Collinsworth expressed excitement about the future.
He concluded, “I think as far as we’ve come the last three years the next three are going to be even better.”
City of Seneca voters approved a one-half of one percent “public safety” sales tax with 271 voting for the measure and 90 against. Diamond Area Fire Protection District voters said “yes” to increasing the number of members of the board of directors to five by a vote of 122 to 16. Leawood Village residents voted in a sales tax of seven-eighths of one percent by a vote of 87 to 46.
In other contested Newton County races, Richard Eustler received 157 votes to outdistance five other candidates to become the mayor of the city of Granby, with the closest opposition provided by the 131 votes cast for Melinda Stribling. Travis Gamble’s 73 votes to become alderman in Granby’s north ward was more than double the votes cast for the nearest of three other competitors. In Granby’s south ward, Bill J. Cooper received 125 votes to best the 119 ballots cast for Ashley R. Edgemon, and three other candidates.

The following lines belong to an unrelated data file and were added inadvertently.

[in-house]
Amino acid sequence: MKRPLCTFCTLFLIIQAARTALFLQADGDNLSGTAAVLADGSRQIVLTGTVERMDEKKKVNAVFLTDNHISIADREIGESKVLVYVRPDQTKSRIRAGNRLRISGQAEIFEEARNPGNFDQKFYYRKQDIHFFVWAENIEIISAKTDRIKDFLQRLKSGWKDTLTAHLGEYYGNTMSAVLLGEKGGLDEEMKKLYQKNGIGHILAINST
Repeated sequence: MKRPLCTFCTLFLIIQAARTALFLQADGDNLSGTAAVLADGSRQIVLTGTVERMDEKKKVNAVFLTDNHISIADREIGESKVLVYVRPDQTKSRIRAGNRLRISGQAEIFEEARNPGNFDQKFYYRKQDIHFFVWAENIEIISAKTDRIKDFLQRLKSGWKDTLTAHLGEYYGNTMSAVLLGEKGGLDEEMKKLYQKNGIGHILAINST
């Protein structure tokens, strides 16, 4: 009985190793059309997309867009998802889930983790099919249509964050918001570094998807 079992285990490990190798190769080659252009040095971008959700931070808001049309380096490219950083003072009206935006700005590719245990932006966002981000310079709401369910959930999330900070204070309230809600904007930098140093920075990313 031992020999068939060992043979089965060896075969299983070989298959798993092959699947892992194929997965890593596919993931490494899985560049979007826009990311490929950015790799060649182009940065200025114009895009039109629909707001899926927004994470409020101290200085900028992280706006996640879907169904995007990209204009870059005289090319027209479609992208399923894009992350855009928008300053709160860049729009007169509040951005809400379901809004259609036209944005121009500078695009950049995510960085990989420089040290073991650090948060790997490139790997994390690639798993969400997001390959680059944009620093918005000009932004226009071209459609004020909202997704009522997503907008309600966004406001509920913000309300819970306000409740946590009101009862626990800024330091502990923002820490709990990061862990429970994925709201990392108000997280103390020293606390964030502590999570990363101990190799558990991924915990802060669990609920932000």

Sid Oliver gained 63 votes to remain the mayor of the City of Fairview, over the 41 votes cast for Anita Savage. In the vote to elect two trustees in the Village of Redings Mill, both Ronald Pizinger and Jim Brown were elected on the strength of 20 votes, while Susan F. Butler was left out with 15 ballots cast for her.
Terry Clarkson with 599 votes, Eric Allphin with 428 and Bobbi Sherwood with 417 won election to the East Newton R-6 School Board; while the 386 ballots cast for Vicky Rawlins led the other four candidates for the three available three-year terms.
Paula Moorhead was the top vote-getter for the three school board positions decided by patrons of the Seneca R-7 School District with 575, followed by 553 for William “Will” R. Cook, and the 465 votes cast for Ronald “Ron” J. Wallace, with the other two candidates both more than 80 votes behind.
Forty-two Newton County Water Supply District #1 voters in Sub-district #3 selected George Philliber for one three-year term on the board, over Jamie Sartin, who was named on 26 ballots.
Some 18.44 percent of Newton County’s 39,295 registered voters went to the polls Tuesday, as 7,246 votes were cast in the 23 precincts, and by absentee ballot.